As you may recall from my previous post, the Ontario Legislature in December 2015 passed the Protecting Employees’ Tips Act, 2015 (“Bill 12”), and it has recently come into force. Bill 12 has the primary effect of preventing employers from withholding, making deductions from, or collecting tips or other gratuities from employees unless otherwise authorized to do so. It was expected that the government would pass subsequent regulations in order to clarify certain uncertainties regarding the application of Bill 12.

On May 6, 2016, the Legislature did pass one such regulation and in so doing clarified one significant issue. Ontario Regulation 125/16 prescribes a general exemption to the effects of Bill 12 for credit card transactions. This new Regulation will be a source of relief for many employers in the food and drink service industry.

The new Regulation provides that the definition of “tips and gratuities” for the purposes of the Employment Standards Act, 2000:

does not include the portion of a service charge or similar charge imposed by a credit card company on an employer for processing a credit card payment made to the employer by a customer [s.1]

Mandatory service charges from credit card companies represented one of the biggest concerns for employers regarding Bill 12. These service charges generally range from 1.5% to 3% per transaction. Many employers have typically removed this amount when paying out employees’ tips. Based on a flat reading of Bill 12, it appeared that employers would be unable to continue this practice going forward and would have to begin providing the entirety of the tip to the employee, resulting in significant additional expense for many employers.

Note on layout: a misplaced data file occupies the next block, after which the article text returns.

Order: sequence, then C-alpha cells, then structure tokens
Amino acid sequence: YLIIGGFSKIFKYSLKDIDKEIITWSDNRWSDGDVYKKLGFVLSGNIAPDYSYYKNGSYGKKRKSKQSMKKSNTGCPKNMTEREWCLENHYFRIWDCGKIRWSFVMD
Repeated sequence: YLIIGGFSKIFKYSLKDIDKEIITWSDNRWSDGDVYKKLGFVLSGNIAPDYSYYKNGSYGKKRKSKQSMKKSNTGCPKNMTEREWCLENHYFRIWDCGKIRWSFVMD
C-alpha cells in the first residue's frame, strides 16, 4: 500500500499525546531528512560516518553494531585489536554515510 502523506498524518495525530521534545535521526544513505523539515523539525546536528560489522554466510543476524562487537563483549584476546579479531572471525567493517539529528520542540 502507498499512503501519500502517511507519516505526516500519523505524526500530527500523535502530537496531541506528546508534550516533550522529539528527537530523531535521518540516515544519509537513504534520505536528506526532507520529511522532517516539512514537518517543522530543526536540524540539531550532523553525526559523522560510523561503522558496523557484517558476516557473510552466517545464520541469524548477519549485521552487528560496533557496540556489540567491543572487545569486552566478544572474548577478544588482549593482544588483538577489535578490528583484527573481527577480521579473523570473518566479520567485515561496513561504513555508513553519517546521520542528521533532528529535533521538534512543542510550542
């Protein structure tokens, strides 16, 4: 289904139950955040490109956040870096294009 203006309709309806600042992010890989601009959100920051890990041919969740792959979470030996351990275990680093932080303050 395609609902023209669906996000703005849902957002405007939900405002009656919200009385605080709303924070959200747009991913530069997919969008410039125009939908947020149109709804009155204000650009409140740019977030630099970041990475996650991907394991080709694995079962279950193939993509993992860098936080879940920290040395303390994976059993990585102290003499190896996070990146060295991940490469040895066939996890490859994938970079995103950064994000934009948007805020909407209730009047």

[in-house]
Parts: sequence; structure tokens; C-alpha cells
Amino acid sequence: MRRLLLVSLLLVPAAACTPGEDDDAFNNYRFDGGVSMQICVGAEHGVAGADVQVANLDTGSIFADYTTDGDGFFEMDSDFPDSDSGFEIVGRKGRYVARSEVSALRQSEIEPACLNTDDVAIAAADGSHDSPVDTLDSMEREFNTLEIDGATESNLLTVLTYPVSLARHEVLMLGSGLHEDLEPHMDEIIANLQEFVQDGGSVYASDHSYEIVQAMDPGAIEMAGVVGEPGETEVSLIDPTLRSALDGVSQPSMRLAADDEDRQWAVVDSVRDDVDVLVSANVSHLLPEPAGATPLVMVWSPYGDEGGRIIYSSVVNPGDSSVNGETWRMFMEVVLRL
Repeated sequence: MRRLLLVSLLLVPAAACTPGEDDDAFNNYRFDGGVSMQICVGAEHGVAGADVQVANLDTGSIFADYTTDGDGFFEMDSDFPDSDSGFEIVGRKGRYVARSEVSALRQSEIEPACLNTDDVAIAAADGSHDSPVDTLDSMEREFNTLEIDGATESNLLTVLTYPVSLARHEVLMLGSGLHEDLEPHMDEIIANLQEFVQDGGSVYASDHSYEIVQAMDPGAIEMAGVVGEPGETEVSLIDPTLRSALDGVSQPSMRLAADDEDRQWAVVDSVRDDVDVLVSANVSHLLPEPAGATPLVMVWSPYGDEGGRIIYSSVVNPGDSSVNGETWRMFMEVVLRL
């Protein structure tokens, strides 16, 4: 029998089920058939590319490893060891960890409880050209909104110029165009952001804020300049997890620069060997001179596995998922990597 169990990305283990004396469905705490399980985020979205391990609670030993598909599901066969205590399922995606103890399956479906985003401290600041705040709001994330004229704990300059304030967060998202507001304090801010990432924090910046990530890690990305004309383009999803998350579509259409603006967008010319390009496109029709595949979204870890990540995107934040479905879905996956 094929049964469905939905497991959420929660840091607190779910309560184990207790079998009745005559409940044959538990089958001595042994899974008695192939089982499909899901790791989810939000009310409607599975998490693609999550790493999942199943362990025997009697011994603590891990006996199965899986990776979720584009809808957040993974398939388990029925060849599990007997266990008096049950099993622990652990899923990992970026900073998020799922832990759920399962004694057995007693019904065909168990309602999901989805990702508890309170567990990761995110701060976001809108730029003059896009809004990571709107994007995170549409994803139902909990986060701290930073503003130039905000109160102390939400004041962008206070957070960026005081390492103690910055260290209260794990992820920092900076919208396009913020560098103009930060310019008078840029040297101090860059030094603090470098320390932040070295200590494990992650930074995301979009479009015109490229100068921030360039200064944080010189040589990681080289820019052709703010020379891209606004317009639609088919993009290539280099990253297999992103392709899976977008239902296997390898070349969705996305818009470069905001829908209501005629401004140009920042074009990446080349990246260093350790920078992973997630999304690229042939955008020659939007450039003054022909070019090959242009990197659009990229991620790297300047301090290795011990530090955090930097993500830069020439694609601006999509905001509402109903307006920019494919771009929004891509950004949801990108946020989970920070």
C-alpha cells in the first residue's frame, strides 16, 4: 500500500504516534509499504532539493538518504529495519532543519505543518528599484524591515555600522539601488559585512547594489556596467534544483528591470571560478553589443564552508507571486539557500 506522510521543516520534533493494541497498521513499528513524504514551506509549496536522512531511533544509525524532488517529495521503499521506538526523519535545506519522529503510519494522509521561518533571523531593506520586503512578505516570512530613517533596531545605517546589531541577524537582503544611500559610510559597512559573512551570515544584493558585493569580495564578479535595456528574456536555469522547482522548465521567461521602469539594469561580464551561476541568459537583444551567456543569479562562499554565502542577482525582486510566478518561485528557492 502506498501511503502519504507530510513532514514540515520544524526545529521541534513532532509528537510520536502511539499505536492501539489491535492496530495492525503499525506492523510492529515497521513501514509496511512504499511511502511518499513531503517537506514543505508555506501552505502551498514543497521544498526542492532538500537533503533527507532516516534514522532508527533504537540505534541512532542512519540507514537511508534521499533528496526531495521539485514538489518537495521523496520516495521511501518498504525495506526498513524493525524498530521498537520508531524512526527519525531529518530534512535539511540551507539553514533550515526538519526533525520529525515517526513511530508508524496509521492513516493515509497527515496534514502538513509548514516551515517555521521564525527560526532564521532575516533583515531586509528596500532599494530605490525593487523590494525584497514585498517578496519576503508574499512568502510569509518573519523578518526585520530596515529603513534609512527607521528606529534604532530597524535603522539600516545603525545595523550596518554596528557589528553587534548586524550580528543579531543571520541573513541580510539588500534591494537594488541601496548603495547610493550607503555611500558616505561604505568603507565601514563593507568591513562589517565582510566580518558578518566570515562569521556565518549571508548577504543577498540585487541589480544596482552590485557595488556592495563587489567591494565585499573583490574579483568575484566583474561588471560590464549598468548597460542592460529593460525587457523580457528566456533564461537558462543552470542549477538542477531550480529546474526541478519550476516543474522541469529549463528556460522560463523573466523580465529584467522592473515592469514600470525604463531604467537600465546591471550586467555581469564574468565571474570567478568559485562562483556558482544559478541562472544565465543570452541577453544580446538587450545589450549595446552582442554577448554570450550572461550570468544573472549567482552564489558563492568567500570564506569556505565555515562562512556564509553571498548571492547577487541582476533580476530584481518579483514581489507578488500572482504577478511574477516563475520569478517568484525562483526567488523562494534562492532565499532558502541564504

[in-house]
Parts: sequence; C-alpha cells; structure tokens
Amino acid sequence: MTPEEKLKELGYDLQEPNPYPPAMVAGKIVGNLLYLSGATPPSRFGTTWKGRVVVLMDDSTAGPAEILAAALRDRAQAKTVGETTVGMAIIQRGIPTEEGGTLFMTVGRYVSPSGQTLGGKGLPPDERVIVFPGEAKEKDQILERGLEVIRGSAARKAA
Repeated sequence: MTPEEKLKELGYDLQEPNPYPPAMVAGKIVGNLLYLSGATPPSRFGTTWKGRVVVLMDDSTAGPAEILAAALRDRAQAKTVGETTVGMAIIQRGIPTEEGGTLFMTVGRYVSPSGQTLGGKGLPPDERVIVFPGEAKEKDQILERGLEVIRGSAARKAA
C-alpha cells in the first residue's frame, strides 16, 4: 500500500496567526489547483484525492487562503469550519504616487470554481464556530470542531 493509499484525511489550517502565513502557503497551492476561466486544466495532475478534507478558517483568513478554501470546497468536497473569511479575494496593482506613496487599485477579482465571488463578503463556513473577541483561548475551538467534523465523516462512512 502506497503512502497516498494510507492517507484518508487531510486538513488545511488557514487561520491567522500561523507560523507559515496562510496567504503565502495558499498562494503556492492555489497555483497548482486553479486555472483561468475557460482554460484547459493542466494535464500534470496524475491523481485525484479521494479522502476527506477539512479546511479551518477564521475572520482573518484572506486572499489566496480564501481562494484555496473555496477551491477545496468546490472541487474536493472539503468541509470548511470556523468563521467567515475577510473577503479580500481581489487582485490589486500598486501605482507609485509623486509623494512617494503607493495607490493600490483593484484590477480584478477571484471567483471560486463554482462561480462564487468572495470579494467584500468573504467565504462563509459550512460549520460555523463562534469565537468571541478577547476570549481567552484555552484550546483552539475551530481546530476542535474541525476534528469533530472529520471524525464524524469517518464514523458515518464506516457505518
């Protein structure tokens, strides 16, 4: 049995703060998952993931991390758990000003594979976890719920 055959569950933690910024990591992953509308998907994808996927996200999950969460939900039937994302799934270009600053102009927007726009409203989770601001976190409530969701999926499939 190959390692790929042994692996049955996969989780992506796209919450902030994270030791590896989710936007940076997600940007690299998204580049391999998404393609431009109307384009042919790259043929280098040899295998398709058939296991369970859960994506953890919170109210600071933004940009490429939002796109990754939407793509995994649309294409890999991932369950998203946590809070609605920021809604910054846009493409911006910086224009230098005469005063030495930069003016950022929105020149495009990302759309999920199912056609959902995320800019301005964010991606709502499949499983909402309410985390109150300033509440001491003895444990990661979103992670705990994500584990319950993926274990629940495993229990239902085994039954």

With the passing of Regulation 125/16, employers will largely be able to continue existing practices, so long as they do so within the formula prescribed by the Regulation. Employers can calculate the exempt portion of each tip or gratuity by multiplying the total tip or gratuity amount by either the percentage charged by the credit card company for processing the payment, or by 1.5%, whichever is greater. Many employers will therefore not have to change existing processes with respect to how they manage credit card transactions and the tips stemming from them.

Employers should take note of two key issues which may still require the adjustment of existing policies:

  1. Regulation 125/16 specifically provides an exemption only for charges from a credit card transaction. If an employer is subject to charges for other transactions (such as debit card transactions), it does not appear that these will be subject to the exemption and employers will not be able to remove the amount of the charge from any tip amounts provided to employees; and
  2. Employers can remove from employee tips only the amount prescribed as exempt by the Regulation. Many employers have a policy of removing a blanket amount (3%, for example) from tips on any credit card transaction, regardless of the type of card. In many situations, however, different credit card companies charge different amounts to the employer. Employers will want to be careful that they are removing from tips only the amount actually being charged to them by the specific credit card company. This will unfortunately require a little more calculation on the part of the employer but will ensure that the employer does not run afoul of the new legislation and risk potential penalties.

The new Regulation came into force along with the rest of the Bill 12 amendments on June 10, 2016.